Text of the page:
There's a religious feel to Earth Day, and perhaps it's a sign of the protoreligion you can find in the environmental movement. But it's still possible for christians, muslims and members of other religious communities to celebrate in accordance to normal rites. To make Earth Day and allreligious commemoration takes concious effort from hosts, though. (I may be harsh, but since religion is my speciality I've seen too many good things lost on hosts assuming that the arrangements are ecumenical, while they're actually repulsing prospective sympathisers.) are doing a good job, and setting a good exemple.

So, how am I celebrating? This year I'm opting for a quite alternative; prayer and contemplation. Out entire home is decorated for the Easterperiod, a forty day party-like-crazy (at least metaphorically speaking) period for christians. It's hard to top that up.

Monday, April 21, 2008


Water! Neither we nor our plants survives without it, and now my plantations starts to be demanding. The indian spinach needs a filled magasin every other day, which means two litres (0,53 US liquid gallons) in one go. My different alliums are heavy drinkers too, and the tomatoes are growing like triffids. You may remember I put a Mini Happy Plant on one of them almost a week ago. (Happy Plant is a watering system using a cellulose goo you're splatting against the soil. The batch is protected by the plastic cup it arrives in, and is supposed to last for about thirty days.) Today I added another cup since I've been forced to add water twice after I started the first one. Let's see if that's enough; despite the stress the plant has sprouted its first flowers, and setting fruit is hardly something less needy.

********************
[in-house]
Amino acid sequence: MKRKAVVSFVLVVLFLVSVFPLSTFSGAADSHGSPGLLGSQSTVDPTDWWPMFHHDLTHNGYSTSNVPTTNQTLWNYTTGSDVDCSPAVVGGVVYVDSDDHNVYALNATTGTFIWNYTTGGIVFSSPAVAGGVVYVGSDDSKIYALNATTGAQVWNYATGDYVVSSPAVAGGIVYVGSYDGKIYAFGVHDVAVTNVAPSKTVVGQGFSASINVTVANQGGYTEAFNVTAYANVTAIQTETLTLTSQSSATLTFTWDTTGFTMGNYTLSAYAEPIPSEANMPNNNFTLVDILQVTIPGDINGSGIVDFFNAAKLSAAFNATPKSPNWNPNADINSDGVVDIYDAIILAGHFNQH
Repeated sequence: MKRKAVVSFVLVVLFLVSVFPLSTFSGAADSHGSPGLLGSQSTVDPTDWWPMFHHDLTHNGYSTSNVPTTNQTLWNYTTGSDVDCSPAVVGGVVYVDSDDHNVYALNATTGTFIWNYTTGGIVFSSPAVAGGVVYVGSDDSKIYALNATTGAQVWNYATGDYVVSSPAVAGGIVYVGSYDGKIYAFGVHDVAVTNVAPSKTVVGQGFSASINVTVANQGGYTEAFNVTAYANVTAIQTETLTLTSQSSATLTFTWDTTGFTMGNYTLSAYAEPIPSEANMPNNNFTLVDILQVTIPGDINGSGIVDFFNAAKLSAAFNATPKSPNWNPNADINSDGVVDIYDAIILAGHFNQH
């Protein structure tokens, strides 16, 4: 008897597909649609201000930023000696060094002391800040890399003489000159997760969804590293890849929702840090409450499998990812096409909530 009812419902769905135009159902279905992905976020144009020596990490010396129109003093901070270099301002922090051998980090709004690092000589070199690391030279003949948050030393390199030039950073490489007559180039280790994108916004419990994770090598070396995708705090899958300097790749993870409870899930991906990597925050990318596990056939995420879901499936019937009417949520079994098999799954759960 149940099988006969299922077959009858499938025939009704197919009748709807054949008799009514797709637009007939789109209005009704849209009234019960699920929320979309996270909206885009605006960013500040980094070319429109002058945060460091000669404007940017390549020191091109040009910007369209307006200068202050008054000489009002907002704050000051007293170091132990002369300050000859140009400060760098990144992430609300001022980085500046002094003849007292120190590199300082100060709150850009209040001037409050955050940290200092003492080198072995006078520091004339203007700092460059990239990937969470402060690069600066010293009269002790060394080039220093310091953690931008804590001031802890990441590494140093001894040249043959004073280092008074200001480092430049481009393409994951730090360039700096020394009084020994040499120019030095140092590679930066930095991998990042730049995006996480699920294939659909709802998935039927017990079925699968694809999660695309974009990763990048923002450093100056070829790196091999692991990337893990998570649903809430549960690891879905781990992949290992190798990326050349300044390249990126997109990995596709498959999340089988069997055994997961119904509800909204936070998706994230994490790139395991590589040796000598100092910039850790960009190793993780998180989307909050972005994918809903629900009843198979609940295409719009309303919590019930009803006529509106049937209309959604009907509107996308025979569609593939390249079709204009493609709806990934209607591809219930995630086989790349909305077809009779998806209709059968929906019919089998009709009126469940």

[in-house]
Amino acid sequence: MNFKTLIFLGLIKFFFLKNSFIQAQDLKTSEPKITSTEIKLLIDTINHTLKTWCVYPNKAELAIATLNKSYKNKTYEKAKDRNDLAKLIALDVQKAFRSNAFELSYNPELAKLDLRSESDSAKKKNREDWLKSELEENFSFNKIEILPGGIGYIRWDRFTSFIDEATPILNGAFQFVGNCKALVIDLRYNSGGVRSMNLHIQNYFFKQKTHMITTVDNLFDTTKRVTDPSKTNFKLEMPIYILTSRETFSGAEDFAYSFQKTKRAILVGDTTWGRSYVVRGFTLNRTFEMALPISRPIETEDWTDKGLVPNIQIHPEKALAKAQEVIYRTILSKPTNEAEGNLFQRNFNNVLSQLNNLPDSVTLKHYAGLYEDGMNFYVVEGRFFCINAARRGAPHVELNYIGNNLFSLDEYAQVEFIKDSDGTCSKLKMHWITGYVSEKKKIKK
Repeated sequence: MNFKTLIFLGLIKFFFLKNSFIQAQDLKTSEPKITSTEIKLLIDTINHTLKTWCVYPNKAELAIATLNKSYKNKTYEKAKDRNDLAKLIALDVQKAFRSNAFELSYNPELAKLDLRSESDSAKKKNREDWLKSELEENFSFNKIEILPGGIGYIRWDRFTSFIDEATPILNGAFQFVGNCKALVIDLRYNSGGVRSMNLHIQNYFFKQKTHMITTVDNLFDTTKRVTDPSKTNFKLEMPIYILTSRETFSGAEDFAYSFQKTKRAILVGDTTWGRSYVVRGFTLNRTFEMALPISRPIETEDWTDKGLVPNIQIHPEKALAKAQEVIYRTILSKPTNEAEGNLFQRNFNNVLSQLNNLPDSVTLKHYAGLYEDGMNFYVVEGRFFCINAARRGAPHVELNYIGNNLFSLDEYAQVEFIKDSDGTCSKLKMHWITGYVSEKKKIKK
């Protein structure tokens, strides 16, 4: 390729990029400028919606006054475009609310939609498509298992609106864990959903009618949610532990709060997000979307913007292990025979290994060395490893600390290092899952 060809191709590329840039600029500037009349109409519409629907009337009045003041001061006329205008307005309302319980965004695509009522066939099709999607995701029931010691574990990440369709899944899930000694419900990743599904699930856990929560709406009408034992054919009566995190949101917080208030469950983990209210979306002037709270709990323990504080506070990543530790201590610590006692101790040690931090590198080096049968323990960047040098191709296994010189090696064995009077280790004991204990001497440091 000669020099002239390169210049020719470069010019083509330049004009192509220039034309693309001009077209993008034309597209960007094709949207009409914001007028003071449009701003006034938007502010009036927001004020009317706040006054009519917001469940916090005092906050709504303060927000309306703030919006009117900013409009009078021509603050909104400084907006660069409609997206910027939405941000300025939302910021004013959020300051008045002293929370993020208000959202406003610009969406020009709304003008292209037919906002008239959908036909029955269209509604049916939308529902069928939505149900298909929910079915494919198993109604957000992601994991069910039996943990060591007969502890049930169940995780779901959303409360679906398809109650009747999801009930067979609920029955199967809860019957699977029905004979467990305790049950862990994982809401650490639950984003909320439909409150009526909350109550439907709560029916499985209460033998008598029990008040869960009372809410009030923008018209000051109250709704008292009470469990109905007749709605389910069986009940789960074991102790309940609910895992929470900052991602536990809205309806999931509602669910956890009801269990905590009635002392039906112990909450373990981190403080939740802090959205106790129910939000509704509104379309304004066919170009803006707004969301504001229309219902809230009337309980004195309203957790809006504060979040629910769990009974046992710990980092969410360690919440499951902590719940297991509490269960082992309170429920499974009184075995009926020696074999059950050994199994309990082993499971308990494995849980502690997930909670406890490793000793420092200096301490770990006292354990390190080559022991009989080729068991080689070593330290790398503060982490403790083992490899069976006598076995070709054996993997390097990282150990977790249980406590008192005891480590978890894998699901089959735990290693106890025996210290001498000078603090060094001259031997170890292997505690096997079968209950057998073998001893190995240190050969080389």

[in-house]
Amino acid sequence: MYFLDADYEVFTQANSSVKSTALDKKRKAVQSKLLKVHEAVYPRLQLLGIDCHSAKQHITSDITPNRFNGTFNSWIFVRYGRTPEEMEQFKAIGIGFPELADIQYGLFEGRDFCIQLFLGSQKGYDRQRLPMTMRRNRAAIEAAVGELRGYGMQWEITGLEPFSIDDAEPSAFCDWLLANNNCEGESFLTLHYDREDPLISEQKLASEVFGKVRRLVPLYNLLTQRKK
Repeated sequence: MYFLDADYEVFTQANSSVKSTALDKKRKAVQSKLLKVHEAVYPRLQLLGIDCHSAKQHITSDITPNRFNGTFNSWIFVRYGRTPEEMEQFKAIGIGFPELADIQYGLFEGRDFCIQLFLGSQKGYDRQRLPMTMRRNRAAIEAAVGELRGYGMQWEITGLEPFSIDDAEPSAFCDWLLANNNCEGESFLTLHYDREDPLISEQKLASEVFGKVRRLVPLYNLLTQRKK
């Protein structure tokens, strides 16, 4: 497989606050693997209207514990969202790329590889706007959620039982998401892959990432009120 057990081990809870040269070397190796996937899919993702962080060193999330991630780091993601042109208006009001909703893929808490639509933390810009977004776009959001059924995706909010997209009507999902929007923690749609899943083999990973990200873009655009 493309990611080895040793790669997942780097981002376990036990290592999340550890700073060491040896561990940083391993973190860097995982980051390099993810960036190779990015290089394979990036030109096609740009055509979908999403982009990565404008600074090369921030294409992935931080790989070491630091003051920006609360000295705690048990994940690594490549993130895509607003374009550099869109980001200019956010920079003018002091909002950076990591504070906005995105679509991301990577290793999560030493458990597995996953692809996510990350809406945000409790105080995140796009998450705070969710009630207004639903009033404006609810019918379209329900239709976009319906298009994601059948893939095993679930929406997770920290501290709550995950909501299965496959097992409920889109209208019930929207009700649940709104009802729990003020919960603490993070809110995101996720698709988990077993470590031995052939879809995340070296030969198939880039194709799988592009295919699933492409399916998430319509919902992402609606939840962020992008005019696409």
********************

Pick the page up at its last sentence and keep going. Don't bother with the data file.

The balcony season is about to start, and I've decided to use regular tapwater for the plants outdoors. I'm already softening more than ten litres (2.64 US liquid gallon) of water thrice a week for my indoor gardens. Fortunately the balcony plants will enjoy the luxury of rain every now and then - I hope. Our balcony faces south and lacks a roof, so if the summer is sunny I'll be running in and out with the pitcher (and the magasines will overflow, but I'm lucky enough to live above hardy and greenfingered neighbours). This year the plants will need quite a lot of water: I decided to set up a competition between different climbers - first plant to conquer the roof of the pergola wins.

To sum it up: every day I pour at least two litres (0,53 US liquid gallons) over my plants, 'big' days I use more than ten litres (2.64 US liquid gallons). When my balcony garden wakes up I'll add a round of twenty litres (5.28 US liquid gallon) every other day. I'll get my excercise, that's for sure!

Sunday, April 20, 2008

In The Night Garden

Do you remember teletubbies? Here's a new variety, a kind of 'gardening' show for babies. Perhaps a trying experience for anyone over the ripe age of two, but may be useful for parents and fun for the rest of us...

Saturday, April 19, 2008

Most important

The more you work with something, the more gadgets you amass. Sometimes you even forget that you made do with a few simple things in the beginning, and start write manuals with pages and pages of 'must have' items as well as instructions in thirty steps or more. I hope I'll be able to avoid that when I talk about indoor vegetable gardening. After all, this is the most important things to know:

Friday, April 18, 2008

Collecting tomato seeds

Collecting seeds is easy, especially if you want tomatoseeds. Usually you clean the tiny stones from pulp but this guy is using a method that makes him end up with a home made seed paper (seed 'wallpapers' are quite the go in Sweden right now). Who needs readymade versions?

Thursday, April 17, 2008

The home of an indoor vegetable gardener

I've spent more than a year on my experiment, and I thought I would give you a (selective) tour of my home. The picture above portrays my seedling and first replant window. Since I have no seedlings now the last batch are thriving in their new pots. The window faces east, and eventhough nothing shadows on the outside it's too dark. I've planned a nursery with growlights - hopefully I'll be able to build it next week.